By Julie Gordon
VANCOUVER Dec 5 Canada must do more to build
trust with aboriginal communities to win their support for
resource projects such as oil pipelines and natural gas
terminals, a government report said on Thursday.
"There has not been a constructive dialogue about energy
projects. Aboriginal leaders are prepared to engage and Canada
will need to address issues on their agenda," Douglas Eyford,
the federal government's special representative on west coast
energy infrastructure, said in the 58-page report.
Eyford was appointed in March to look at ways of boosting
energy exports while increasing aboriginal participation in the
Canada has long had poor relations with its million-strong
native Indian population, which is largely beset with poverty,
poor housing and high unemployment.
Unhappiness is growing and, over the last year, aboriginal
bands have blockaded roads and rail lines and barricaded entry
to mining and energy projects.
Many aboriginal bands strongly dislike Enbridge Corp's
plans for the Northern Gateway pipeline to take crude
from the Alberta tar sands to the Pacific Coast of British
Columbia and then on to Asian customers.
Some oppose the pipeline on environmental grounds, while
others complain the government has long ignored laws that say
they must be consulted on industrial development.
"Canada must take decisive steps to build trust with
aboriginal Canadians, to foster their inclusion into the
economy, and to advance the reconciliation of aboriginal people
and non-aboriginal people," Eyford said.
Energy projects could provide training, jobs and business
opportunities for aboriginal people in Alberta and British
Columbia, the report said.
"Historically, aboriginal Canadians have not benefited from
natural resource developments in their traditional territories
to the same degree as non-aboriginal Canadians," wrote Eyford,
who spent eight months consulting with aboriginal communities.
But while aboriginal leaders were aware of the potential
benefits resource development could bring their people, the
report found that environmental impact remains a major concern.
"Aboriginal Canadians view themselves as connected to the
environment and as its stewards; this is an integral aspect of
their culture. The projects, by their nature, create potential
hazards in the terrestrial and marine environments," he wrote.
Speaking at the release of the report in Vancouver, Natural
Resources Minister Joe Oliver said the government is listening
to First Nation concerns and noted that economic interests would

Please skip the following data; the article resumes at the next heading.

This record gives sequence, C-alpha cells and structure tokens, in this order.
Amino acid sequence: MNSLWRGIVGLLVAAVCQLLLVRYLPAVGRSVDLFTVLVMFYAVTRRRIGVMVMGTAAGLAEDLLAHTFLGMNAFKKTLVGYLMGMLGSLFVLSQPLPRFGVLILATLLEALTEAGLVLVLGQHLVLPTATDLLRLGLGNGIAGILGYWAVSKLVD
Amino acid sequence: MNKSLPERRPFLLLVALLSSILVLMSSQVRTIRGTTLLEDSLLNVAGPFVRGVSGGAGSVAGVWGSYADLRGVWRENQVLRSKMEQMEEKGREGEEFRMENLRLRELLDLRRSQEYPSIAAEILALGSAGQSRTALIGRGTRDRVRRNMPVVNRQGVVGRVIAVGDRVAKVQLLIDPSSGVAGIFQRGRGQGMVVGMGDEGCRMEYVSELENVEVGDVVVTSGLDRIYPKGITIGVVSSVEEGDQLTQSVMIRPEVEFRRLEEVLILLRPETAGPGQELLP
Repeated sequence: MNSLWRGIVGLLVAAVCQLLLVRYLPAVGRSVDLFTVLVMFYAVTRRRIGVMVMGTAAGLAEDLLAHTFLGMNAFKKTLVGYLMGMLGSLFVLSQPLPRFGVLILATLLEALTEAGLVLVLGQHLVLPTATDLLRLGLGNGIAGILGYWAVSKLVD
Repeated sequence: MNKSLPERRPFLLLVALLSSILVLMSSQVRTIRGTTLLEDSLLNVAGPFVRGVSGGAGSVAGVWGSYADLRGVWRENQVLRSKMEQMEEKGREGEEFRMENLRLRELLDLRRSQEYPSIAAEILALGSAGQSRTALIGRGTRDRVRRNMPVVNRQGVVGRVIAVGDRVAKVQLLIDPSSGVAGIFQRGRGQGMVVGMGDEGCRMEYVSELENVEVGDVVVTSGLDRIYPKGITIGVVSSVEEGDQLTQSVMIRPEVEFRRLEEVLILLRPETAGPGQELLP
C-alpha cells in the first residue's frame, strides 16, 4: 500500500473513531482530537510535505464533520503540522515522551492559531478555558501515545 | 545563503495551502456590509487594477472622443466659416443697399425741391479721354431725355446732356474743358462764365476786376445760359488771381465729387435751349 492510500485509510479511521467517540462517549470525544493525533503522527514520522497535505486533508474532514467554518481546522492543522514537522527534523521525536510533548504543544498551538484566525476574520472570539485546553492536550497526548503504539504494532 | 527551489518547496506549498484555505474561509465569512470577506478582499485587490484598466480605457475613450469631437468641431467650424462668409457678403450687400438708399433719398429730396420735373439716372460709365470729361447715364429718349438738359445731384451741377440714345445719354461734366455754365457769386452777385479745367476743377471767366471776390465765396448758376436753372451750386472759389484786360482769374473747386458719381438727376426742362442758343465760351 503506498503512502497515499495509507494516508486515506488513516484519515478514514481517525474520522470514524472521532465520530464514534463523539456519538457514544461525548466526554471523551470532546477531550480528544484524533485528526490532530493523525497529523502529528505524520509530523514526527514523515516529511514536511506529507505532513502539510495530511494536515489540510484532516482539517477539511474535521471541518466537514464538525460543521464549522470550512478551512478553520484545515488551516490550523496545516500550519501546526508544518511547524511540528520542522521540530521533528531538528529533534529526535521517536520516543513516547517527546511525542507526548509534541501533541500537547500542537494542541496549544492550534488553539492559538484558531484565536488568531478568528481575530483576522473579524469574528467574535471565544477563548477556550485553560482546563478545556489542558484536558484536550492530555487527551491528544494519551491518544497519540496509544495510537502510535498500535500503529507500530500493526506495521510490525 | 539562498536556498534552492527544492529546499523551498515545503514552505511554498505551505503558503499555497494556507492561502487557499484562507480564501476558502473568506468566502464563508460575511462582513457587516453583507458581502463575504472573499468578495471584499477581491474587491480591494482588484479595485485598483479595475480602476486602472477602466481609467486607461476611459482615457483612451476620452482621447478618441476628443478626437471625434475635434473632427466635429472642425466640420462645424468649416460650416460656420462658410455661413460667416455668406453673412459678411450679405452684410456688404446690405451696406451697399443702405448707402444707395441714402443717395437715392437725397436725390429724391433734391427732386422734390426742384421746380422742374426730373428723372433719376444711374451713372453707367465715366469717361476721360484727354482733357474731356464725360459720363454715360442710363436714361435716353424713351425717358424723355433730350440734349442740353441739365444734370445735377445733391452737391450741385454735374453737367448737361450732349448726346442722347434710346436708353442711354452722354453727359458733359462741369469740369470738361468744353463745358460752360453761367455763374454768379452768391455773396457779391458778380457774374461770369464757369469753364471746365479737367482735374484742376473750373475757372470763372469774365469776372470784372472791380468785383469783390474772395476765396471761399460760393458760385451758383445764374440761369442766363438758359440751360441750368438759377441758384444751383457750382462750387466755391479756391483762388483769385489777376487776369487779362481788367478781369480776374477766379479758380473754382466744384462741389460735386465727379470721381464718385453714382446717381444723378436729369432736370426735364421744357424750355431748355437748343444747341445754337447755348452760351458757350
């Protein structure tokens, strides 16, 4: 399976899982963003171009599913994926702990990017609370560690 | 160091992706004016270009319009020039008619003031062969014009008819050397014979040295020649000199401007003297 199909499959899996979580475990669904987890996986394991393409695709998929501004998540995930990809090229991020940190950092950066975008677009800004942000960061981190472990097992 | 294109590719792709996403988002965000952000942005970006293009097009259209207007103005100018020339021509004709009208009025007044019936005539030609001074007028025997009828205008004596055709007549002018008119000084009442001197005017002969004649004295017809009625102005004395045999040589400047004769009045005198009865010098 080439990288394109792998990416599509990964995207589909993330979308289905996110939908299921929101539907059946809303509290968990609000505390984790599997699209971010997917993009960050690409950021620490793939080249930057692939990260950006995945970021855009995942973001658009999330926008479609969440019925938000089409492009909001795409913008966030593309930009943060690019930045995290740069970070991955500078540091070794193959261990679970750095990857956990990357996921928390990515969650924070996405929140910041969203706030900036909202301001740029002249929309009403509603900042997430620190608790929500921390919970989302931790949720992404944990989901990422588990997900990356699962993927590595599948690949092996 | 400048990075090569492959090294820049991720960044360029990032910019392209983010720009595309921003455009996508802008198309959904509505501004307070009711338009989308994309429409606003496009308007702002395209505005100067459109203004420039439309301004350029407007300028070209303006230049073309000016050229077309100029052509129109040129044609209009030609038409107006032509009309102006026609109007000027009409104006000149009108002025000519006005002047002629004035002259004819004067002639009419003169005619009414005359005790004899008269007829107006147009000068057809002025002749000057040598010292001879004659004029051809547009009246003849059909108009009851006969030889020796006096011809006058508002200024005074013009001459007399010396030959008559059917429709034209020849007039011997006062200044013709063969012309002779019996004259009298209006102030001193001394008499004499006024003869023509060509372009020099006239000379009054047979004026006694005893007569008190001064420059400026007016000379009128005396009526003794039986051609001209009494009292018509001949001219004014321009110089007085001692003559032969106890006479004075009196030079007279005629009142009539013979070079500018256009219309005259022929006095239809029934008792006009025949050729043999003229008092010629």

not outweigh safety on resource developments.
"We are determined to have world-class standards for the
transport of our resources, whether it be by rail, pipeline or
tanker," he said. "We will not approve any projects that are not
safe for Canadians and safe for the environment."
Still, native leaders questioned government willingness to
consult with them in a meaningful manner, especially if their
views ultimately ran counter to Ottawa's interests.
"Within this report, there's some very clear recommendations
to empower First Nations to participate and it can't just simply
be a way to corral us toward an answer of 'yes,'" said Chief Bob
Chamberlin of the Union of B.C. Indian Chiefs.
"There's no sense in going through the process if that's the
only answer they're going to have ears to listen to."
At a separate event in Vancouver, members of the Yinka Dene
Alliance, an aboriginal group, signed a solidarity accord with
unions, environmental groups and a tourism trade association
against Enbridge's Northern Gateway pipeline. Energy regulators
are due to rule on the controversial proposal this month.
Kinder Morgan Energy Partners LP has also proposed a
new pipeline to carry oil from Alberta to the coast.
Chief Martin Louie of the Nadleh Whut'en Nation told
reporters that transporting crude oil across British Columbia
and along its coast is simply too risky.
"The most precious thing on earth is water and that's what
we're trying to protect," he said, adding his alliance would
take action to stop projects if they go ahead. "In trying to
protect the future of our children, anybody would stand in the
way of any development and that's what we're prepared to do."
Aboriginal groups worry about the impact a major spill, like
the 1989 Exxon Valdez tanker disaster in Alaska, would have on
the province's salmon population and other wildlife.
In an effort to calm fears, the government on Tuesday
released a report urging an overhaul of tanker safety plans and
said it would address the recommendations ahead of any increase
in traffic on Canadian waters.